See also:
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For every thoughtful, measured perspective on the gigantically thorny problem of Diversity in the Valley, there has to be at least 10 angry white dudes who feel entitled to take a shit all over the idea that being more inclusive has to involve, like, actually learning to be inclusive — or really, making any changes at all.

There are “values” far more pressing than equality, they say — EFFICIENCY! ALPHA ELITISM! SHAVING OFF ANOTHER 5 MINUTES OF SOME FULL STACK ENGINEER’S TIME (by outsourcing it to someone poor who should feel lucky to have the opportunity to schlep around the dirty laundry and fetch the burritos of Today’s World-Saving Heroes — preferably someone brown) so that someone, somewhere else (outside of the Valley, one presumes) can do all the theoretical Morally Good activities that serve as the philosophical prop that is supposed to justify the tech industry’s frantic, breakneck pursuit of getting filthy fucking rich the mission critically important “time-saving efficiency” that has literally the rest of the world economy scrambling to catch up in its wake.

Ergo, in response to an interview with Slack engineer Erica Baker — whose 20% work-time role in contributing to company diversity strategy later in the thread apparently renders completely invisible her 80% role Writing Code with the Big Boys — this fellow feels he has an obligation to weigh in:

Yes, Kevin. TELL ME MORE about how I would be treated in an interview with you as hiring manager. One thing’s for sure, I could be completely confident that you lack a shred of skepticism about whether my qualifications make me “The Best” candidate in the self-fulfilling prophecy of your own perception.

Nevermind all the actual data that is finally beginning to show what the reality of nature already knows: DIVERSITY WINS. Being inclusive of a multiplicity of experience and perspective (which come along as a byproduct of the heuristic we can make use of — demographical appearance — as a rough approximate solution to our complete inability to objectively measure anything meaningful about the internal complexities of real people) makes companies stronger and more resilient.

Diversity makes companies moreantifragile by embracing the comparative disorder that is counterintuitive to the homogenous systems and societies we keep inanely trying to collectively build despite all the evidence of their abject failure throughout history. Our friend in Idaho is proof of this point: the dominant assumption that diversity definitionally reduces efficiency, thereby reducing profit.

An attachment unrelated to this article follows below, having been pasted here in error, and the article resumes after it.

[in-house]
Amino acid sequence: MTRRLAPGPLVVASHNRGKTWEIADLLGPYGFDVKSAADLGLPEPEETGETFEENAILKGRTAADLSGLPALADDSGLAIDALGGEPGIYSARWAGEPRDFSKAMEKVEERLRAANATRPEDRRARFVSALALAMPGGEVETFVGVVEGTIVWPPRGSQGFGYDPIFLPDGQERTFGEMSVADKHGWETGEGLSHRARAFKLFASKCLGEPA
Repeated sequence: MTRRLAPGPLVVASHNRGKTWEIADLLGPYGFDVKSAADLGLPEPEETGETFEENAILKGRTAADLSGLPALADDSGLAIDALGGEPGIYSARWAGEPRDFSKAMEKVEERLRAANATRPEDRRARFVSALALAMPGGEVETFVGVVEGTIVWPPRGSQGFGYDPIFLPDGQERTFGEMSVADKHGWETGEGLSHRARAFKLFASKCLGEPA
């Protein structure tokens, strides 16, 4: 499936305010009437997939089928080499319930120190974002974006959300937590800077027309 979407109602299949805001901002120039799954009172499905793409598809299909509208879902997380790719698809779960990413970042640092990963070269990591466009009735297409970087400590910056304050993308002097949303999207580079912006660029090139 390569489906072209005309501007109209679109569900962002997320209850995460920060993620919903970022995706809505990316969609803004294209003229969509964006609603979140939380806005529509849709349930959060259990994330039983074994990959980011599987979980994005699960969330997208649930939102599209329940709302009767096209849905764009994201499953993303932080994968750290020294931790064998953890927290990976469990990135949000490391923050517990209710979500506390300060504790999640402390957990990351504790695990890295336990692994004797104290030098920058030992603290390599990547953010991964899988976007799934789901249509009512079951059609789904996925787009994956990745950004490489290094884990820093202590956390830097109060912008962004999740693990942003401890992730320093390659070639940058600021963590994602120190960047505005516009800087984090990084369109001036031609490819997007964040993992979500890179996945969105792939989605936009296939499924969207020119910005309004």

Beyond being flat out wrong when you look at the data (which, curiously, diversity always seems to be a special case where otherwise ruthlessly data-driven engineers don’t dare to tread), this carries with it the hidden assumption which is the self-fulfilling prophecy that actually proves Erica’s point: the fundamental skepticism that people who aren’t white and male can possibly be The Best. That the only way they ever get a seat at the communal, lunch-ordered-by-bot-and-hand-delivered-by-poor-non-alpha-elite-coder-people table is by the magnanimous grace of some Do Gooder hiring manager or recruiter slavishly following regulatory orders from the government — and not by their own merit.

The plank in our own eyes

Part of this has to do with the historically definitional white male privilege that, for some reason, we’re still arguing about in our supposedly enlightened and modernized society whose blinders prevent the deep self-examination of our human past required to truly make progress. As if the human tendency to Other were somehow wiped away with the Emancipation Proclamation (1863) Fourteenth Amendment (1868) Brown v. Board of Education (1954) Civil Rights Act (1964) Voting Rights Act (1965) Loving v. Virginia (1967) Fair Housing Act (1968) Community Reinvestment Act (1977) end of the carceral state (TKTK).

Having grown up a person saddled with two X chromosomes my whole life with almost no choice but to wrestle with this reality from every single angle intellectual and emotional, I at least finally understand the fundamental psychological biases that lead to this kind of abject refusal to deal with our own skewed perspectives — opting instead for ratcheting up ever more impressive shouting matches to peacock about how our dizzying intellectual prowess is surely proof enough of our obvious objectivity.

We are all wrong. And I’m no different.

I know that we desperately want to believe in our own superiority, both to everything that came before us throughout history (the “illusion of progress” we cultivate — despite no such guarantee existing in the natural world — only adds to this effect) and to our fellow humans. Elitism is the ultimate -ism.